Boy, do I have mixed feelings about this book. And it's hard to figure out how to talk about it here without giving spoilers, since many of my mixed feelings are about plot twists.
I can safely say--since this happens early in the book--that I'm a bit cross-eyed about the premise: Jam (short for Jamaica, where she was conceived) is a teenage girl who has become completely incapacitated by the death of her boyfriend. Now, they only dated for 25 days. But she is a teenager.
Jam's parents, completely unsure how to handle this (they've done counseling, etc.), finally send her to a special boarding school in Vermont that specializes in teens who have undergone trauma of one kind and another. Once there, Jam finds she has been assigned to a very special English class--only 5 students are in it--and the teacher focuses on just one writer for the semester. This semester? Sylvia Plath.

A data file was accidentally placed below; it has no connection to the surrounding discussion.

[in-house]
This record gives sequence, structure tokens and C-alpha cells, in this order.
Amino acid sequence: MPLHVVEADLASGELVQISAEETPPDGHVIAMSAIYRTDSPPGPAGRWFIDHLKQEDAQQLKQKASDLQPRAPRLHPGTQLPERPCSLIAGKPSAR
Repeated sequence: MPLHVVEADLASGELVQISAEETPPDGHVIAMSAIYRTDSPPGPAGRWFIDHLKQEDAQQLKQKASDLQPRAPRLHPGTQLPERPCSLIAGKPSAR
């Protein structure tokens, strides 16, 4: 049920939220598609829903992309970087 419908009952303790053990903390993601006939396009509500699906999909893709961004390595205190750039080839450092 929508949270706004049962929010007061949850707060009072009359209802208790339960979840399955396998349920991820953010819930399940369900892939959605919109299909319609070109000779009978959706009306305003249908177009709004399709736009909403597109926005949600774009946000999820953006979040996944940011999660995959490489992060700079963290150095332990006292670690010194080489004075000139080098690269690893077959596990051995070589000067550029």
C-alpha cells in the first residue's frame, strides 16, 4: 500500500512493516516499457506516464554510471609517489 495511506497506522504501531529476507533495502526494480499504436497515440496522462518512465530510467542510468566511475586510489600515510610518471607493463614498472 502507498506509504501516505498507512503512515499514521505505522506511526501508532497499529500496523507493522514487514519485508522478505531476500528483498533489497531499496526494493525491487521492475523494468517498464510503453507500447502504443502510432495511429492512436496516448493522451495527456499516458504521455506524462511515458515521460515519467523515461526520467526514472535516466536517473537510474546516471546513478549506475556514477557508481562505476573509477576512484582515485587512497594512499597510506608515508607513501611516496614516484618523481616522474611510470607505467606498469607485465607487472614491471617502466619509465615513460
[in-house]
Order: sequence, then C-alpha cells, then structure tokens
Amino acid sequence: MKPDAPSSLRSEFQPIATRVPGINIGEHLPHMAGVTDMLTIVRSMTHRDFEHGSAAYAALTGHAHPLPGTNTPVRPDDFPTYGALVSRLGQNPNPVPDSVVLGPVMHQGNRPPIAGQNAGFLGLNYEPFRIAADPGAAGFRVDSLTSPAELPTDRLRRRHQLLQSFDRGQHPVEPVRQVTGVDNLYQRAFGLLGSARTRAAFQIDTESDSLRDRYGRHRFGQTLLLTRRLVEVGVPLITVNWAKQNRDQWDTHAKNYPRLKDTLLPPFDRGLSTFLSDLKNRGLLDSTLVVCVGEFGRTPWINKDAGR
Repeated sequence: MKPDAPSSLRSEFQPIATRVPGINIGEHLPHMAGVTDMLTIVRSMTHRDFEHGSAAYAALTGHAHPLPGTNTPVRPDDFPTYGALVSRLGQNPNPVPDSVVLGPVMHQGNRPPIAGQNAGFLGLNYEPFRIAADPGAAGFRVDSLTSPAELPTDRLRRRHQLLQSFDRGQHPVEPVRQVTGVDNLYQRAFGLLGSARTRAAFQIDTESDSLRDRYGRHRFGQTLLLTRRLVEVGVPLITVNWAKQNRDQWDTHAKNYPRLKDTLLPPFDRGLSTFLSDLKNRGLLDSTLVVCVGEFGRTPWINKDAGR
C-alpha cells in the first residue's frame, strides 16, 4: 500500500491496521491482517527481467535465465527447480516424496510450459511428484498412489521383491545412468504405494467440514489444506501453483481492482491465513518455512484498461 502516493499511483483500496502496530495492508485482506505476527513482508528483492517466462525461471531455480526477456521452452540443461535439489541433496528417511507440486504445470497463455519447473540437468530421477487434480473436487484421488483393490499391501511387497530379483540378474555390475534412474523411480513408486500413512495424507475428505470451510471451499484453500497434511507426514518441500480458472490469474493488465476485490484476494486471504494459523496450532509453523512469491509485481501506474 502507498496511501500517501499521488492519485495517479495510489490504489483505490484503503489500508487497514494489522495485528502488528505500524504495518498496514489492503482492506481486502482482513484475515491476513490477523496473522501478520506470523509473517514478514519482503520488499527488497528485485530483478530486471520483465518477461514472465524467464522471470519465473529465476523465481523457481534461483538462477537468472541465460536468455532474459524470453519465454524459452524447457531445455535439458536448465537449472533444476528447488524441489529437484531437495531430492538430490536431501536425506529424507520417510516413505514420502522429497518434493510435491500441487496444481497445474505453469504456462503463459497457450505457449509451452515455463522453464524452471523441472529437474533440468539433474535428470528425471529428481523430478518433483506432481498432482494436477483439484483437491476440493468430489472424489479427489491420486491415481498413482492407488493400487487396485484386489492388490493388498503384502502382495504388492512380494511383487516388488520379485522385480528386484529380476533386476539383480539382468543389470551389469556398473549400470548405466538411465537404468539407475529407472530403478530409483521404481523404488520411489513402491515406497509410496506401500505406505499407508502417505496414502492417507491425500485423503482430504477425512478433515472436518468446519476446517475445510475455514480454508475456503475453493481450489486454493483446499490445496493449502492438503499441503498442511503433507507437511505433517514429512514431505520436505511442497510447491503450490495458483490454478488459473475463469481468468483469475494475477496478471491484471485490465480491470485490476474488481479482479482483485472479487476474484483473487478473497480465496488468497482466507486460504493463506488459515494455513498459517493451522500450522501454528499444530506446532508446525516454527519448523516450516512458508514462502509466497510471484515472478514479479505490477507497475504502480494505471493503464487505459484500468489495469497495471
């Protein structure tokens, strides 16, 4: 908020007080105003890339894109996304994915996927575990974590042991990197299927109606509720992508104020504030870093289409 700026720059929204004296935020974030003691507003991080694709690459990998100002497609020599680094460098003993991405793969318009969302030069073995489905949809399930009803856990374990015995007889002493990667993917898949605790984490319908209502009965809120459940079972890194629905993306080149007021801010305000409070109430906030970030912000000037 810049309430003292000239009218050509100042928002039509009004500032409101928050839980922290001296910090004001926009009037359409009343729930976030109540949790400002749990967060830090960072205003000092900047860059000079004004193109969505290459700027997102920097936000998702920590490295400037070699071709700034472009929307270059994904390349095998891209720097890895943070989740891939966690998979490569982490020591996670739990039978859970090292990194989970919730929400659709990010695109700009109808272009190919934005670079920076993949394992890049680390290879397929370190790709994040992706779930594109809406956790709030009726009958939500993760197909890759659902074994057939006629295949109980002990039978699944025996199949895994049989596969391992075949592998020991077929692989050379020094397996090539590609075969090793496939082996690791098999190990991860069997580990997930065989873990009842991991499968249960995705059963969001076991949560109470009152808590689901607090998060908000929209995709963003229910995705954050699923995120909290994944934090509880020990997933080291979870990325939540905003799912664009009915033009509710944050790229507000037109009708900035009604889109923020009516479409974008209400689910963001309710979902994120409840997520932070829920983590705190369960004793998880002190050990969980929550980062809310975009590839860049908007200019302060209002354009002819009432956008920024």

That calls for an awful lot of suspension of disbelief right there. Yes, The Bell Jar ends with its protagonist surviving a suicide attempt and returning to life. But anyone who knows anything about Sylvia Plath knows that she ultimately died by suicide after writing this book, closely based on an earlier experience in her life. So why would a teacher choose to teach this to a class full of kids who are in intense suffering and depression?
There is a reason, of course, one of the many spoilers I don't want to divulge. But let's just say that when it's revealed, I groaned out loud.
Part of my problem with the book is the feeling of what it could have been. There are magical realism elements that are interesting, but not as developed as they might have been. The characters aren't fully fleshed-out either. In the end, it made me think: this is what people who condescend about young adult books are talking about. It's not as well-written and developed as something like We Were Liars.